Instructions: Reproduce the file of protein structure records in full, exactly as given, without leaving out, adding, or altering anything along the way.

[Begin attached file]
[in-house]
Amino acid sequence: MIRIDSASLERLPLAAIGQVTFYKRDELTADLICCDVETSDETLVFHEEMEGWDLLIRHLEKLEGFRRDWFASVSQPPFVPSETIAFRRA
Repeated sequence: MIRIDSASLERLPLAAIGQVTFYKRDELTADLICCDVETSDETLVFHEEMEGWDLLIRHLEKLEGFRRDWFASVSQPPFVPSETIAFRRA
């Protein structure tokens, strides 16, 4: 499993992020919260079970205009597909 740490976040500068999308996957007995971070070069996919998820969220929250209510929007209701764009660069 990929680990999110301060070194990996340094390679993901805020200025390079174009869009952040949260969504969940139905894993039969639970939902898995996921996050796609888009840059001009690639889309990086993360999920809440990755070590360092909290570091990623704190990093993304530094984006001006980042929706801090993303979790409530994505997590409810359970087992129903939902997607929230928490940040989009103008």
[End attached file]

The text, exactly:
[in-house]
Amino acid sequence: MIRIDSASLERLPLAAIGQVTFYKRDELTADLICCDVETSDETLVFHEEMEGWDLLIRHLEKLEGFRRDWFASVSQPPFVPSETIAFRRA
Repeated sequence: MIRIDSASLERLPLAAIGQVTFYKRDELTADLICCDVETSDETLVFHEEMEGWDLLIRHLEKLEGFRRDWFASVSQPPFVPSETIAFRRA
């Protein structure tokens, strides 16, 4: 499993992020919260079970205009597909 740490976040500068999308996957007995971070070069996919998820969220929250209510929007209701764009660069 990929680990999110301060070194990996340094390679993901805020200025390079174009869009952040949260969504969940139905894993039969639970939902898995996921996050796609888009840059001009690639889309990086993360999920809440990755070590360092909290570091990623704190990093993304530094984006001006980042929706801090993303979790409530994505997590409810359970087992129903939902997607929230928490940040989009103008």